The first change is in verify_init():

--- ctx.c.orig  2007-07-20 13:51:00.000000000 -0400
+++ ctx.c       2007-07-20 13:52:10.000000000 -0400
@@ -304,6 +304,7 @@
     if(section->crl_file || section->crl_dir) { /* setup CRL store */
         if(!revocation_store) {
@@ -341,6 +342,7 @@
             s_log(LOG_DEBUG, "CRL directory set to %s", section->crl_dir);
     SSL_CTX_set_verify(ctx, section->verify_level==SSL_VERIFY_NONE ?

NSS handles CRLs via its database. OpenSSL imports them from flat files on startup. So we can #ifdef around a fairly large block of code as NSS will handle all this for us. It does mean though that the user that runs the program will need to preload the CRL into the NSS database using /usr/bin/crlutil before starting stunnel. So this should be documented somewhere.

@@ -352,6 +354,7 @@
 static int verify_callback(int preverify_ok, X509_STORE_CTX *callback_ctx) {
         /* our verify callback function */
     char txt[STRLEN];
     X509_OBJECT ret;
     SSL *ssl;
@@ -389,11 +392,13 @@
     /* errnum=X509_STORE_CTX_get_error(ctx); */
     s_log(LOG_NOTICE, "VERIFY OK: depth=%d, %s", callback_ctx->error_depth, txt);
     return 1; /* Accept connection */

This change is also very significant. In both OpenSSL and NSS you can write your own callback to verify certificates, CRLs, etc. nss_compat_ossl does a lot of this for the user so we can #ifdef around this code.  It is possible to go ahead and define a verify_callback that does real work in both but the nss_compat_ossl API is missing a lot of functions typically found in this verification so you will have to proceed cautiously.

nss_compat_ossl automatically checks for certificate trust and valid dates. If there are other things you require you can continue to do them in a verify_callback() but it may be tricky.
NSS handles CRL checking automatically so we can ignore all of the following code:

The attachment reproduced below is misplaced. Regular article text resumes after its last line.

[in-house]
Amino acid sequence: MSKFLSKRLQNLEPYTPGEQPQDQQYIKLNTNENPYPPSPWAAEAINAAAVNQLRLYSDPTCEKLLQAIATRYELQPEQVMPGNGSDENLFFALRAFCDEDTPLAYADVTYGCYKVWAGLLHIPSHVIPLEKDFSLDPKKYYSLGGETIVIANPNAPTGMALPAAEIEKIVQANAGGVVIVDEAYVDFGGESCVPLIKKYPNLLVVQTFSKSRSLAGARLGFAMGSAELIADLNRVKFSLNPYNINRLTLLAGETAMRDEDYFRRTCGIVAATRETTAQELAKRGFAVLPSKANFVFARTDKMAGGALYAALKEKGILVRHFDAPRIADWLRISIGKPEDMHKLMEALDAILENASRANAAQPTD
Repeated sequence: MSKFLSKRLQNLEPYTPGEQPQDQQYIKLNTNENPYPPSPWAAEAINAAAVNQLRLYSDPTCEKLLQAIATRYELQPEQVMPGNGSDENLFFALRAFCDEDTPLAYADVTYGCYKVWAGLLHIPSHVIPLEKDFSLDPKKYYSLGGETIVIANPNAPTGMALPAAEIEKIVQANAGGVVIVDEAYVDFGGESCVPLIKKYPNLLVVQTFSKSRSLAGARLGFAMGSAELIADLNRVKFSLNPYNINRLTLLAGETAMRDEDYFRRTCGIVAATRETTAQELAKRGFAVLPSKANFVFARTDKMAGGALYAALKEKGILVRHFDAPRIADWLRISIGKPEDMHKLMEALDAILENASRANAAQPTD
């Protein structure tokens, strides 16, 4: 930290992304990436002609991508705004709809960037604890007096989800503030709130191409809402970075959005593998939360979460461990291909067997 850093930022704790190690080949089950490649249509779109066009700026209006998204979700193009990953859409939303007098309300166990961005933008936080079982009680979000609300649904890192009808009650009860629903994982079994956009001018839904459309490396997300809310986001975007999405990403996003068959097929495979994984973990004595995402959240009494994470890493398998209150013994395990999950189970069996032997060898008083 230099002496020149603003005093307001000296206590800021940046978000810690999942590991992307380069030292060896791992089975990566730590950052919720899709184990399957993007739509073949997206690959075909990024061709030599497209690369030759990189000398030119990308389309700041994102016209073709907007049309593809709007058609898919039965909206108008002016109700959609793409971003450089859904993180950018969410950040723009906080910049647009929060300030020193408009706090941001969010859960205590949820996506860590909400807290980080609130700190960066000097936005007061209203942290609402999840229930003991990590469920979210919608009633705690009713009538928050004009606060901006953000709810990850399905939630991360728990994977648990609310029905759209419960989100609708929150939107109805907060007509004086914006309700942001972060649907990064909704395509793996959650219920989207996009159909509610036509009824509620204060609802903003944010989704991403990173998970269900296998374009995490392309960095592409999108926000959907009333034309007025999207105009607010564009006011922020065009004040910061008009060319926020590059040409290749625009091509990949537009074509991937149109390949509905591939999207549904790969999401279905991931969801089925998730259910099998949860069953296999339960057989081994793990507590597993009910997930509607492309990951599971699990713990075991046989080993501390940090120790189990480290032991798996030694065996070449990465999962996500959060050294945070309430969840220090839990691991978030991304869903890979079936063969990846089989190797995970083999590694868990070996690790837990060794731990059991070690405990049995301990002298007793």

/* Based on BSD-style licensed code of mod_ssl */
 static int crl_callback(X509_STORE_CTX *callback_ctx) {
     X509_STORE_CTX store_ctx;
     X509_OBJECT obj;
     X509_NAME *subject;
@@ -506,6 +511,7 @@
     return 1; /* Accept connection */

And finally a very important change. nss_compat_ossl does not necessarily mimic the data structures of OpenSSL so any attempts to directly access parts of a structure will probably fail. In nss_compat_ossl there is only a logical difference between an SSL structure and a SSL context structure. So we can't pass in s->ctx. But we can pass in s to get what we want. This doesn't actually do much since we aren't calculating this data. I included this to demonstrate one possible workaround.

@@ -525,7 +531,11 @@
     else if(where==SSL_CB_HANDSHAKE_DONE)
+        print_stats(s);
 static void print_stats(SSL_CTX *ctx) { /* print statistics */

Now stunnel should build but it isn't quite ready to run yet. With NSS you have to tell it where it can find the key and certificate databases. We use the environment variable SSL_DIR to specify one (the default is /etc/pki/nssdb).

Congratulations. You've ported your first application with just a handful of changes to the code.